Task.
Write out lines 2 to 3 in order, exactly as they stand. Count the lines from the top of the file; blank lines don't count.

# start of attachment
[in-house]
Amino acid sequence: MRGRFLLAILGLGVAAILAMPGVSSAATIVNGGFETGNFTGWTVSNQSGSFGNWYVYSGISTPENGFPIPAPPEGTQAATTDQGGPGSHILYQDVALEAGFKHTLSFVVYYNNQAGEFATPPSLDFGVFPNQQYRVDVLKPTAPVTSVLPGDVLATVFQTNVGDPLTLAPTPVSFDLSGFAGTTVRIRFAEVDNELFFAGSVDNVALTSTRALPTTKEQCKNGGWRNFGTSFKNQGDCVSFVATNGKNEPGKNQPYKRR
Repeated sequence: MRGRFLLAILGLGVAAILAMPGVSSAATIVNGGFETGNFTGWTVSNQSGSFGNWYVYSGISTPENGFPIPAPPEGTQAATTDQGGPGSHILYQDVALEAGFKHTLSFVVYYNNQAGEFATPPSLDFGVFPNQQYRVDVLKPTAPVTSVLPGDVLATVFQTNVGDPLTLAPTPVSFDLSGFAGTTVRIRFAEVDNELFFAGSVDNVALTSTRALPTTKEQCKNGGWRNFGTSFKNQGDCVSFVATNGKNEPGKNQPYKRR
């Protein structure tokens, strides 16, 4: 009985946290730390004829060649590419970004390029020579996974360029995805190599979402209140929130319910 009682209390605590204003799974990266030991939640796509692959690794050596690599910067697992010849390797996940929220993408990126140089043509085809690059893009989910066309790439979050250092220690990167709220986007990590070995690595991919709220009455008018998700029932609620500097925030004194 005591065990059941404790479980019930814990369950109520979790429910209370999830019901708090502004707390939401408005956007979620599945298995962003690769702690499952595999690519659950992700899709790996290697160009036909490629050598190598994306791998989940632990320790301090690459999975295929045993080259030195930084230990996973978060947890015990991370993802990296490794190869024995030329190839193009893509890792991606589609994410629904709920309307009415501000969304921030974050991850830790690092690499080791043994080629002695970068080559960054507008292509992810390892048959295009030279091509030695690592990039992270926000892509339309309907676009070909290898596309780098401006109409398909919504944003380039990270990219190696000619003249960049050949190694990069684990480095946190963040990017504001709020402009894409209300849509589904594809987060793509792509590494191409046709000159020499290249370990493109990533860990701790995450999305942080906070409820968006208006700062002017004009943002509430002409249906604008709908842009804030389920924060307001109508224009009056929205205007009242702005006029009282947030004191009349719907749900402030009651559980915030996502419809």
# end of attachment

Amino acid sequence: MRGRFLLAILGLGVAAILAMPGVSSAATIVNGGFETGNFTGWTVSNQSGSFGNWYVYSGISTPENGFPIPAPPEGTQAATTDQGGPGSHILYQDVALEAGFKHTLSFVVYYNNQAGEFATPPSLDFGVFPNQQYRVDVLKPTAPVTSVLPGDVLATVFQTNVGDPLTLAPTPVSFDLSGFAGTTVRIRFAEVDNELFFAGSVDNVALTSTRALPTTKEQCKNGGWRNFGTSFKNQGDCVSFVATNGKNEPGKNQPYKRR
Repeated sequence: MRGRFLLAILGLGVAAILAMPGVSSAATIVNGGFETGNFTGWTVSNQSGSFGNWYVYSGISTPENGFPIPAPPEGTQAATTDQGGPGSHILYQDVALEAGFKHTLSFVVYYNNQAGEFATPPSLDFGVFPNQQYRVDVLKPTAPVTSVLPGDVLATVFQTNVGDPLTLAPTPVSFDLSGFAGTTVRIRFAEVDNELFFAGSVDNVALTSTRALPTTKEQCKNGGWRNFGTSFKNQGDCVSFVATNGKNEPGKNQPYKRR